Will Dracut High’s graduation tradition be changed?


DRACUT — For as long as anyone can remember, it has been a tradition for graduating Dracut High School seniors to wear different colored robes at their commencement. Girls don white, boys don blue.

But will that change now to accommodate students who are gender non-conforming, who don’t identify with either gender?

Superintendent of Schools Steven Stone is directing Dracut High School Principal Richard Manley to put together a group starting in September that will include students, administrators and teachers who graduated from Dracut High. At Monday’s School Committee meeting, Stone said he will be looking for a recommendation from the new group. Other districts he’s looked at have switched to one color for all students.

School Committee member Sabrina Heisey initially brought this to the committee after reading “Guidance for Massachusetts Public Schools Creating a Safe and Supportive School Environment,” a set of guidelines released several years ago by the state. The guide is available on the Massachusetts Department of Elementary & Secondary Education website.

“We have updated our school policy to include gender identity as a thing we do not discriminate against, so there is a policy in place that says we’re not going to discriminate if somebody identifies as male, female or other, including non-binary or gender queer individuals who do attend our schools,” Heisey said. “So it’s not just about boys wear this color, girls wear this color. It’s really about there’s an entire third subgroup that has a spectrum that has no color.”

Heisey on Wednesday said she has faith in the students, describing them as a “refreshing, thought-out generation of young people.”

“I have no concerns about what they’re going to come up with and I hope that they will want to make sure that they’re in an inclusive environment,” she said. “I think traditions can be wonderful, but there can be times when you have to change them. It’s about embracing life.”

Stone has said he’s proud of the administration’s efforts to support students living with gender identity issues. On Monday he recommended that the matter of the robes be addressed at the school level.

“I think that the students involved, the administration, and teachers should be the ones guiding what direction that the district goes in terms of graduation robes,” he said. “That it’s not a matter of policy, but a matter of the administration of the high school.”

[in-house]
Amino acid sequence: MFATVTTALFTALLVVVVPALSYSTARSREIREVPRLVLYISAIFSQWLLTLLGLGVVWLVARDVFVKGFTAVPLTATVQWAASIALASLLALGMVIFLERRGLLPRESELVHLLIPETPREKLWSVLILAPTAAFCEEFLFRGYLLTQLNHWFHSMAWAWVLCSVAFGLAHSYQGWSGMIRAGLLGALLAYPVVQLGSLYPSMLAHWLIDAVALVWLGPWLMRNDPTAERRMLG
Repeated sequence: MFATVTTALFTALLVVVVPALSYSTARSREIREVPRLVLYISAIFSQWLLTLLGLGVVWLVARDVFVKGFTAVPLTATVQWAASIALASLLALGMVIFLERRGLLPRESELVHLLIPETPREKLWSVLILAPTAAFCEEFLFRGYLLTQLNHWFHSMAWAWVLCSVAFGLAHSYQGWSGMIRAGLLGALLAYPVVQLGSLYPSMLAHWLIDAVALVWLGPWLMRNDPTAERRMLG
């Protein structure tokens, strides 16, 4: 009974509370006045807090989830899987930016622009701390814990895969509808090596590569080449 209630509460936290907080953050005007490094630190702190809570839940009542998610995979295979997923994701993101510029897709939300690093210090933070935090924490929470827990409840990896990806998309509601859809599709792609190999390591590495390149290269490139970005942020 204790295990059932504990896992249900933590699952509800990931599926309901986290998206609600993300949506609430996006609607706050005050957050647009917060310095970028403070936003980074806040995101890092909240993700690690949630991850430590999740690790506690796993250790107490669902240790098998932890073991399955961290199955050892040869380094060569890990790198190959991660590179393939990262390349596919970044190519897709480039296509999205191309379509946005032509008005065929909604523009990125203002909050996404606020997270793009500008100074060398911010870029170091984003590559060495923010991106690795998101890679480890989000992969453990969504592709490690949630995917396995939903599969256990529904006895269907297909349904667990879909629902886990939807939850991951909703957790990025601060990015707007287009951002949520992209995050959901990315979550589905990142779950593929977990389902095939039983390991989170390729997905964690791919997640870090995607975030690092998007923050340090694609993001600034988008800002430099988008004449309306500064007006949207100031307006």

School Committee 1st Vice Chair Betsy Murphy said she had mixed feelings about it but wants to know what students think.

“It’s not about us,” Murphy said.

Caroline McIntosh, an engineer, spoke in favor of changing the robes to a single color.

“The boys and girls wearing different colored robes is just an archaic tradition that’s got no place in 2019,” she told committee members. “Most colleges and universities use different colors of robes for bachelor’s, master’s and doctorate degrees to differentiate people who’ve achieved higher degrees.”

McIntosh said a girl graduating from Dracut High School has earned the same diploma as a boy. Why, she asked, would they wear a different colored robe? McIntosh said she feels it diminishes the girl’s achievements subconsciously because different colors usually represent higher or lower degrees.

School Committee Chair Allison Volpe on Tuesday said the committee wants more input from students but hasn’t been decided yet how that information will be collected.

“Dracut is very traditional in that they’ve always had white and they’ve always had blue, but we’re a community of caring in our schools,” Volpe said. “We’re focusing on inclusiveness and diversity, so I think it’s important for us to be mindful of the changing times and reach out to the students and see what their thoughts around this are. … We said we’re going to do a deeper dive.”

Heisey has also brought forward a suggestion to change the wording of Homecoming’s king/queen court to be more inclusive. The matter was sent to the Policy Subcommittee most recently made up of Volpe and Murphy. Murphy at Monday’s meeting said they don’t feel comfortable getting involved in those decisions.

“We decided to take no action on this,” Volpe said on Tuesday. “It could be included as part of a larger discussion on inclusiveness and the crown is decided by the graduating class.”

Heisey on Wednesday said she’s not upset no action was taken.

“There’s no action to take. This is a practice, not a policy,” Heisey said. “We’re talking about people who don’t fit either category, recognizing that our policy says we don’t discriminate, and having practices to match that.”

Amaris Castillo: @AmarisCastillo on Twitter